Dairy farming in Switzerland seems as old as the Alps themselves.
Swiss farmers have moved their herds up and down the mountainsides with the changing of the seasons for countless generations. Every September, dairymen still celebrate “désalpe” – the annual event where cows, decked out in colorful flower crowns and clanging bells, are led ceremoniously down from alpine meadows for the winter.
But make no mistake. Dairy is big business in Switzerland. More than half a million cows produce around 3.4 million tons of milk each year.
Yet even as these cows graze peacefully in the bucolic Swiss countryside, there are changes “ahoof.”
It appears that the country’s dairy industry is being reshaped by new software and a generation of consumers who demand to know more about the food they eat.
An industry leader explains
Heinz Hodel can tell you a lot about these changes.
“I think our industry will see a digital transformation in the next three to five years,” says Hodel.
He should know. Hodel is the CIO of Emmi Group – the largest milk processor in Switzerland.
Emmi is an international company based in Lucerne that exports to about 60 countries around the globe. It operates some 25 production sites in Switzerland alone, including six major processing centers that turn raw milk into a host of products ranging from cream and butter to ice cream, cheese, yogurt, and milk drinks.
Hodel explains that Emmi decided to upgrade the business systems at its Swiss production facilities in order to consolidate systems, streamline processes, and gain efficiencies in the core dairy processing operations.
Emmi, for example, now has a greater ability to track and manage different milk deliveries based on their specific fat, protein, and lactose content. This helps the company determine which products the raw milk is best suited for – say, butter, mozzarella, or an Emmi yogurt drink.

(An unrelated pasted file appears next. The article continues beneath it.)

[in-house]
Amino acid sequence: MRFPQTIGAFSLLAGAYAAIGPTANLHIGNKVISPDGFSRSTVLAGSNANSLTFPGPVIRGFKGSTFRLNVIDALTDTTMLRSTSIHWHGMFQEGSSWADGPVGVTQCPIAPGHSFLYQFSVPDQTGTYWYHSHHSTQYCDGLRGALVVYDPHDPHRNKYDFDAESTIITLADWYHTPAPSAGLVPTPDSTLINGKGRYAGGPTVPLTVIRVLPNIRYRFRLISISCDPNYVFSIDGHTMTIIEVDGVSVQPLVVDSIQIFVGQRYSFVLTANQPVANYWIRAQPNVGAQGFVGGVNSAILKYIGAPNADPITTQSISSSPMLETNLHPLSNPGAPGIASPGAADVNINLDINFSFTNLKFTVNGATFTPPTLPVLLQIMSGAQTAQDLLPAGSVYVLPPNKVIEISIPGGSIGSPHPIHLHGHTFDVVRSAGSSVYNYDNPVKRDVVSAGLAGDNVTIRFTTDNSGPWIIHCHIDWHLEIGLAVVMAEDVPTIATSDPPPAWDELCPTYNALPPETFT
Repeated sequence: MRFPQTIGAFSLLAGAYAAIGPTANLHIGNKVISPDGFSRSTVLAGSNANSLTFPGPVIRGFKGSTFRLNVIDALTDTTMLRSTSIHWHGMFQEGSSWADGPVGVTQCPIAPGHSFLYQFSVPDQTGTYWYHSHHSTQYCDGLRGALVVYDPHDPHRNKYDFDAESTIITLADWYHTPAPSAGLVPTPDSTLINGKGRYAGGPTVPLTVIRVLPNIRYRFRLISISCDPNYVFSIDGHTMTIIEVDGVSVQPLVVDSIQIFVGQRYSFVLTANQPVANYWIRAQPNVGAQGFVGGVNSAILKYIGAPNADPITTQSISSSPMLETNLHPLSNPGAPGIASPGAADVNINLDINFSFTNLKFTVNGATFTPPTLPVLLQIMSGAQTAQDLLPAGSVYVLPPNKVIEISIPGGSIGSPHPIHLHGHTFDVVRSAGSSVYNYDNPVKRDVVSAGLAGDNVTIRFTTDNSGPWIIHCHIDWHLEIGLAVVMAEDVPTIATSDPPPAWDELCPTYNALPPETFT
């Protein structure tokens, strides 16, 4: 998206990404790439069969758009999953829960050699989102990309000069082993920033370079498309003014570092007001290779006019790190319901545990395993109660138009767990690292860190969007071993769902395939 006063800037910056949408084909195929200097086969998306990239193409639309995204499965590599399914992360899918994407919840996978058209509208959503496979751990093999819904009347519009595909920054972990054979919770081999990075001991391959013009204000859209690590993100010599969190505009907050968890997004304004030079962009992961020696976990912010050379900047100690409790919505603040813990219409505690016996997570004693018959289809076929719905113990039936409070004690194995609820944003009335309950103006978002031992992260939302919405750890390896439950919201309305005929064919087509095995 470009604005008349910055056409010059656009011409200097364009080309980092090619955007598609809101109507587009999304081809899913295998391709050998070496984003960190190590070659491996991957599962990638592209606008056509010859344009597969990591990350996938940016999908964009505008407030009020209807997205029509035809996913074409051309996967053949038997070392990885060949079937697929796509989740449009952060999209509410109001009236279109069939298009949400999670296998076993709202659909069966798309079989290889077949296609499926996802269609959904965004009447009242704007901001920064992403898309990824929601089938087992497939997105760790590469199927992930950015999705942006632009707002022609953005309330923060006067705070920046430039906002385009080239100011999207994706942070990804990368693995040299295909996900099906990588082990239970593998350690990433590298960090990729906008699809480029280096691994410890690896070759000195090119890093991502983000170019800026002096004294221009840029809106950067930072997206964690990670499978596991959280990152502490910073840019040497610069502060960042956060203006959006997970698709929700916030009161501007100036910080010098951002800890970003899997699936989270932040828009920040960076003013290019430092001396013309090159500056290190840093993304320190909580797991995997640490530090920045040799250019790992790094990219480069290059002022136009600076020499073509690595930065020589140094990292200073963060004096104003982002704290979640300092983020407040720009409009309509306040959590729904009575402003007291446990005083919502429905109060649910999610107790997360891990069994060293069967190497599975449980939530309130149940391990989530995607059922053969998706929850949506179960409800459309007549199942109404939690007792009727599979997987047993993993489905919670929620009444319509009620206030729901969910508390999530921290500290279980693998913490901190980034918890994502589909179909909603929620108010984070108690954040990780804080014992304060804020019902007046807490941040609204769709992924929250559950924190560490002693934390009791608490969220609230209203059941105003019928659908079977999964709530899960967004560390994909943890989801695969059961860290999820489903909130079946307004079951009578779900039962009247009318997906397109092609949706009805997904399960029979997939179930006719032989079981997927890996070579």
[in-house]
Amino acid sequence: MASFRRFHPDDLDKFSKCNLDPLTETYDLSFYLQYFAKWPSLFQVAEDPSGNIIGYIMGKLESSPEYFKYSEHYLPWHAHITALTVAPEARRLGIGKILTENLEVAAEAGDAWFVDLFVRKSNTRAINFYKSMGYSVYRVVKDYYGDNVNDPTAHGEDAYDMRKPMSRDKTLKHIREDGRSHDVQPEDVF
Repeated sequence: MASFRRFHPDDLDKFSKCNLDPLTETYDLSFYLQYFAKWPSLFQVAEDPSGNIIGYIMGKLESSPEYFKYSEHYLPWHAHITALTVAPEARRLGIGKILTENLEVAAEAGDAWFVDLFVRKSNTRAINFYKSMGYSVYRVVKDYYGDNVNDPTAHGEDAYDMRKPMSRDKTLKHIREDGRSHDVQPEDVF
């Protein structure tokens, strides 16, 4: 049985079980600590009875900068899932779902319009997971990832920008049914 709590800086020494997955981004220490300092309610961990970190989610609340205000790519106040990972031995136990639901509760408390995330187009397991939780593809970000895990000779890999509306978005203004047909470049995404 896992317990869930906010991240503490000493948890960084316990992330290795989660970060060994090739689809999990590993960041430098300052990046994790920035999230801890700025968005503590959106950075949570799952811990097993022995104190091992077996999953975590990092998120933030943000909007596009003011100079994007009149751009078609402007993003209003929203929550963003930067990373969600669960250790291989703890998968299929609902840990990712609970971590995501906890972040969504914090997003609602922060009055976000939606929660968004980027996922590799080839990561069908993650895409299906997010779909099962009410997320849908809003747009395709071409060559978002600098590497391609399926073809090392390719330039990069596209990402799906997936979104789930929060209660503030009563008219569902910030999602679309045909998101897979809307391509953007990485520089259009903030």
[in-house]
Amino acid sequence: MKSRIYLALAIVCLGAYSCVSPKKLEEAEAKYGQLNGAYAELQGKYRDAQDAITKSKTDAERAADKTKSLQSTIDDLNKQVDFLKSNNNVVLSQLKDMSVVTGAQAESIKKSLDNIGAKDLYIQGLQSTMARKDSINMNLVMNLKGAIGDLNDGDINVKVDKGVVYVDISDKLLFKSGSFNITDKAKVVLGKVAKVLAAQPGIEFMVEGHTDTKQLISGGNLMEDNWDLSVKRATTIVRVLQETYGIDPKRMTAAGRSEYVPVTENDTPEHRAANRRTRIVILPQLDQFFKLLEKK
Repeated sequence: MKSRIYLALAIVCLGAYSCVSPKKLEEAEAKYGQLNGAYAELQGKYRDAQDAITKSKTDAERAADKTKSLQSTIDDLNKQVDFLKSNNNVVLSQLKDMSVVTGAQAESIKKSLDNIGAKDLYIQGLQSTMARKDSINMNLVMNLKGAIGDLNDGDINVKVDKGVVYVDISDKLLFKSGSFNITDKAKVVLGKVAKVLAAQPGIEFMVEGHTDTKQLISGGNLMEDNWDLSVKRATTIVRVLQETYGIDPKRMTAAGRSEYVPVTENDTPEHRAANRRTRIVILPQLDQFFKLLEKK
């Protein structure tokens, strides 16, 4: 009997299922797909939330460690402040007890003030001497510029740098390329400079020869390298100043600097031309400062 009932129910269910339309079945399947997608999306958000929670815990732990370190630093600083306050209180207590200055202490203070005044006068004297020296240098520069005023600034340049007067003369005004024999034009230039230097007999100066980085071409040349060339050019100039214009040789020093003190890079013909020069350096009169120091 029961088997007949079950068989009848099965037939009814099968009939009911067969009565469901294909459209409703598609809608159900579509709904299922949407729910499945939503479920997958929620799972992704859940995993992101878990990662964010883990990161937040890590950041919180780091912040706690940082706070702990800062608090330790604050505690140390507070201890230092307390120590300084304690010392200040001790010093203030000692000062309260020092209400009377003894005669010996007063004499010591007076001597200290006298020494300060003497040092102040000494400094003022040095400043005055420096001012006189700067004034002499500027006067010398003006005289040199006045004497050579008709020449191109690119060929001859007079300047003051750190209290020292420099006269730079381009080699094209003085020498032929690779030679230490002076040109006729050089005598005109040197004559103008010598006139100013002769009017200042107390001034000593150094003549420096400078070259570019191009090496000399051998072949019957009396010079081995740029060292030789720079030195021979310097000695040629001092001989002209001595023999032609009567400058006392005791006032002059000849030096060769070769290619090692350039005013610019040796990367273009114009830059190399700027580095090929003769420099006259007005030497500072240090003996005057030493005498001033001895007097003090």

“Using the same processes at each of our processing plants lets us get more value out of our milk,” says Hodel.
Exactly what are we eating?
In addition to supporting greater efficiency, this level of traceability also dovetails nicely with fast-growing consumer demand and regulatory pressure to ensure greater transparency in our food supply.
An article earlier this year in Food Safety News quoted Dr. David Acheson, former chief medical officer for both the USDA’s Food Safety and Inspection Service and the FDA’s Center for Food Safety and Applied Nutrition.
“Consumers want transparency on labels more than anything else,” said Dr. Acheson. “What are they eating; where are these ingredients coming from?” He believes that consumers will want more visibility into the manufacturing processes as well.
Hodel agrees, and both Switzerland and Emmi appear ahead of the curve. (Switzerland is among a select number of countries recognized as having superior food traceability practices.)
“People are demanding more and more transparency in their food, and that includes dairy,” says Hodel. “In the near future, we could show consumers where their milk is coming – from which region, which farm, or even which cow.”
The answer is in the data
This kind of insight, however, will depend a lot on how well Emmi can process all the available data.
Acheson points out that one of the biggest challenges facing food companies is data management. “Whether a company uses 10 or 1,000 suppliers, it has a constant stream of information coming in that needs to be analyzed,” Acheson says.
Again, Emmi is taking a proactive approach. Hodel is currently looking at in-memory computing and the SAP HANA database as a way to drive better performance in the company’s data analysis.
Let’s keep the bells
Hodel notes that the larger dairy industry in Switzerland has yet to experience a full digital transformation, but imagines industry-specific business software is just the beginning.
“In the next few years the dairy industry will benefit from many of today’s emerging technologies,” Hodel predicts. “This could be robotics, 3D printing, IoT, and even drones.”
This sounds all well and good. Just as long as the Swiss cows get to keep their bells and flower crowns.
You might also like to learn more about what’s happening in consumer products by visiting Consumer products: Reimagined for the new economy.